For intermittent dry fasting, I recommend 16 hours per day since it is the most researched method. However, there is no evidence that it is safer or more beneficial than a shorter fast. There is also no evidence that going over 24 hours of fasting have increased benefits. My assumption is that the longer the dry fast the more benefits you will get.
Now that you know how to dry fast the right way, the question is: Should you try this? Let’s dig in to see if dry fasting is right for you.
Who Should Dry Fast?
People who may want to try dry fasting include:
- Those who are already fat-adapted.
- Those with plenty of experience with extended fasts and water fasts without experiencing any side effects or health complaints.
- Those who aren’t prone to headaches or migraines and aren’t dependent on caffeine.
- Those without any eye-related health issues.
Who Shouldn’t Dry Fast?
People who should not dry fast include (15):
- Those without any fasting experience or those who have only done juice fasts, partial fasts, or very little intermittent fasting.
- People who are prone to headaches or migraines as dry fasting may trigger these issues.
- Those who are dependent on caffeine, to avoid withdrawal.
- Those with glaucoma, cataracts, dry eye syndrome, or other eye diseases, as dry fasting may feed these conditions.
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Dry fasting is a form of fasting when you are not only restraining from food but also from water during your fast. While this practice may have several health benefits, including improved blood sugar, inflammation markers, brain health, and heart health, it is not for everyone.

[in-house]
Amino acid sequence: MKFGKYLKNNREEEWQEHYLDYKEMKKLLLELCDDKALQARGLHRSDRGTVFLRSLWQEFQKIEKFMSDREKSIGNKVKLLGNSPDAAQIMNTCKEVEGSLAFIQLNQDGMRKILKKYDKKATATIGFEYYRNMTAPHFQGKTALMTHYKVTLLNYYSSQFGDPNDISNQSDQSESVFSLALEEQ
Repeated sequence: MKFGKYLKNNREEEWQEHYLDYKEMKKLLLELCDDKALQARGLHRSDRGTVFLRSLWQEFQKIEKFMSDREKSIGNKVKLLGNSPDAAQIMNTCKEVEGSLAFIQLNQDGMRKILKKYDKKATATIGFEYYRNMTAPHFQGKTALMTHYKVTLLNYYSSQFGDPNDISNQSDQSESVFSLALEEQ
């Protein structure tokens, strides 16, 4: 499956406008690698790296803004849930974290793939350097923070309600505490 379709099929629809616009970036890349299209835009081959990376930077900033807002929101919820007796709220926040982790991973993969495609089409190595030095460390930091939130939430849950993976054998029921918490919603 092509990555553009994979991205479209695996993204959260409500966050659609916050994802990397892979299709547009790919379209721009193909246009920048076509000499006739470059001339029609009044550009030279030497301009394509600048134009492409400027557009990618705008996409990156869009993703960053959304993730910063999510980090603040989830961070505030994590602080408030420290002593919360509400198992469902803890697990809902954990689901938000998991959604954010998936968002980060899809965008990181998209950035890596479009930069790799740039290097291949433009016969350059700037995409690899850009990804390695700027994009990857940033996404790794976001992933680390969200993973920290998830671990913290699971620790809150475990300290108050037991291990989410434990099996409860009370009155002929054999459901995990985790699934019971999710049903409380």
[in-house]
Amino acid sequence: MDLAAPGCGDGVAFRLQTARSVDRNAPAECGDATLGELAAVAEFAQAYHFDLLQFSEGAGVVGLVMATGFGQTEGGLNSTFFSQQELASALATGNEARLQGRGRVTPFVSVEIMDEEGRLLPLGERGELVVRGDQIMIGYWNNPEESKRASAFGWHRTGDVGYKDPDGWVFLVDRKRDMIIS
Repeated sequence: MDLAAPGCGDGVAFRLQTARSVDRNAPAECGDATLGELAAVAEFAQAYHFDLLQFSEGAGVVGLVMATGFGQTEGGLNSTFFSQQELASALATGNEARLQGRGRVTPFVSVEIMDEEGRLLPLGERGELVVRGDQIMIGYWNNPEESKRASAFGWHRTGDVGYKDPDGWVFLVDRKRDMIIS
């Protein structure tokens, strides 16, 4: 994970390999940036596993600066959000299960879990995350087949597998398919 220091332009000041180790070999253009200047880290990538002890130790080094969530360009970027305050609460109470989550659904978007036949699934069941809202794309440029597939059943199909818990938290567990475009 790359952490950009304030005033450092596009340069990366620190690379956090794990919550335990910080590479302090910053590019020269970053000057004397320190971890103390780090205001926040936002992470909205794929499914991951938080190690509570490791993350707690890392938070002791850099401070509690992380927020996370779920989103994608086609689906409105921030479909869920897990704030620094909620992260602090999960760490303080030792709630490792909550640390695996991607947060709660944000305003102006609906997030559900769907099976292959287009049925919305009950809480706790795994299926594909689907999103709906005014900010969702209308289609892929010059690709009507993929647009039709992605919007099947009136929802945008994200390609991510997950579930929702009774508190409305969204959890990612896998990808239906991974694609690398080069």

After reading this article, you should have a better understanding of this topic and if it is right for you. Follow my tips to practice dry fasting safely and experience all the benefits it has to offer. If you want a detailed step by step plan on how to implement intermittent or extended fasting, I would recommend my Fasting Transformation Program here
I am amazed with the details in the article. One regret I have is not seeing Hinduism mentioned in most of western articles for quoting any health benefits in fasting or other information on health. Hinduism is the older religion that is still thriving and has excellent Ayurvedic text that advocate the benefits of dry fasting that we observe on the 11th day of new moon and full moon called Ekadashi for a while 36 hours and there is a procedure to begin and end the fasting, all having written records going back to a millennia. You quoting other relatively new religions and leaving the ancient one seems you are biased and that must not be the case for any rational researcher.
Thanks for sharing Maha! If you have a good quote from a Hindu text we can include that.
Nowadays there is little doubt that systemic fasting (from intermittent 16/4 to multi-day) is crucial fundamental modality necessary for huge number of health improvements/rejuvenation effects. This article is very thorough in addressing those benefits. Yet, dr Jockers – as far as I understood – that is ZERO evidence comparing benefits of specifically dry fasting vs regular fasting (with water). One can reasonably conclude that ignoring dry fasting and sticking with regular fasting would deliver same or better benefits. Especially that prolonged (2+ days) fasting is possible only with water and it delivers much more impactful benefits, which are not possible with dry fasting. Any comment? Thanks.
Yes this is correct George. There is some evidence on 16 hour dry fasts that Muslims practice during Ramadan. But nobody has to practice dry fasting and you can get the same benefits (although not as quickly) doing a water fast!
I am doing government job How to keep myself clean during hard dry fast because during that time I don’t brush my teeth and also don’t take bath
It would be best to do this sort of fast on your days off rather than while working.